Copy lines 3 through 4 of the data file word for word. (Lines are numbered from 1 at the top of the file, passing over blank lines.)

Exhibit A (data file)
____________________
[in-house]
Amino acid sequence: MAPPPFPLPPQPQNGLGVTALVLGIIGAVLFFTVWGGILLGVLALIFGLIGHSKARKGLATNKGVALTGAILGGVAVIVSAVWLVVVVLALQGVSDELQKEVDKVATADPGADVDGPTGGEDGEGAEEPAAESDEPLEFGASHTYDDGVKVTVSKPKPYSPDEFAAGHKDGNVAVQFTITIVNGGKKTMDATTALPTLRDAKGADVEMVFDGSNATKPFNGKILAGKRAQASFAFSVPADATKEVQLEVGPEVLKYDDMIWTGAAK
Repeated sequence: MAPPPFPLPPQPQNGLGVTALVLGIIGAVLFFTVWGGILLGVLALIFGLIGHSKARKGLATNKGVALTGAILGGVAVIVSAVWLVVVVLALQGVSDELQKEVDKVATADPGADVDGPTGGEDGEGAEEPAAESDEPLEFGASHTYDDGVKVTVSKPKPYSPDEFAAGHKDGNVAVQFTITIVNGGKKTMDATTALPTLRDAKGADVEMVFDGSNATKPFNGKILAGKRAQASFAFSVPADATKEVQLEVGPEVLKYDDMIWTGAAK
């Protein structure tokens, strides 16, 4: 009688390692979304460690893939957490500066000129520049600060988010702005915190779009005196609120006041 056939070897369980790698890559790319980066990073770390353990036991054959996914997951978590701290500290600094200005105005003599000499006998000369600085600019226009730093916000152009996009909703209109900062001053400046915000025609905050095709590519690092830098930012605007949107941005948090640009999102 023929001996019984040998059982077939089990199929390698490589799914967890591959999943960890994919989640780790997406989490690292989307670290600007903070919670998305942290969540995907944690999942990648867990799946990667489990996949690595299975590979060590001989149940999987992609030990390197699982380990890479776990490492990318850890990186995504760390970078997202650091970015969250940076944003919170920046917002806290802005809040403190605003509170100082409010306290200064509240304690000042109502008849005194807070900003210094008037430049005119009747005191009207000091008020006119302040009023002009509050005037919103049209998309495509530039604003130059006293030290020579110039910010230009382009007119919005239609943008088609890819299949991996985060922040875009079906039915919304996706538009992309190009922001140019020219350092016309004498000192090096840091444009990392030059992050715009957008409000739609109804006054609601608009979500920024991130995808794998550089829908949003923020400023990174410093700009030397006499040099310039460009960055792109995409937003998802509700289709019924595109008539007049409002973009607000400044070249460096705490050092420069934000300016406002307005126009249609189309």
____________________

Repeated sequence: MAPPPFPLPPQPQNGLGVTALVLGIIGAVLFFTVWGGILLGVLALIFGLIGHSKARKGLATNKGVALTGAILGGVAVIVSAVWLVVVVLALQGVSDELQKEVDKVATADPGADVDGPTGGEDGEGAEEPAAESDEPLEFGASHTYDDGVKVTVSKPKPYSPDEFAAGHKDGNVAVQFTITIVNGGKKTMDATTALPTLRDAKGADVEMVFDGSNATKPFNGKILAGKRAQASFAFSVPADATKEVQLEVGPEVLKYDDMIWTGAAK
């Protein structure tokens, strides 16, 4: 009688390692979304460690893939957490500066000129520049600060988010702005915190779009005196609120006041 056939070897369980790698890559790319980066990073770390353990036991054959996914997951978590701290500290600094200005105005003599000499006998000369600085600019226009730093916000152009996009909703209109900062001053400046915000025609905050095709590519690092830098930012605007949107941005948090640009999102 023929001996019984040998059982077939089990199929390698490589799914967890591959999943960890994919989640780790997406989490690292989307670290600007903070919670998305942290969540995907944690999942990648867990799946990667489990996949690595299975590979060590001989149940999987992609030990390197699982380990890479776990490492990318850890990186995504760390970078997202650091970015969250940076944003919170920046917002806290802005809040403190605003509170100082409010306290200064509240304690000042109502008849005194807070900003210094008037430049005119009747005191009207000091008020006119302040009023002009509050005037919103049209998309495509530039604003130059006293030290020579110039910010230009382009007119919005239609943008088609890819299949991996985060922040875009079906039915919304996706538009992309190009922001140019020219350092016309004498000192090096840091444009990392030059992050715009957008409000739609109804006054609601608009979500920024991130995808794998550089829908949003923020400023990174410093700009030397006499040099310039460009960055792109995409937003998802509700289709019924595109008539007049409002973009607000400044070249460096705490050092420069934000300016406002307005126009249609189309």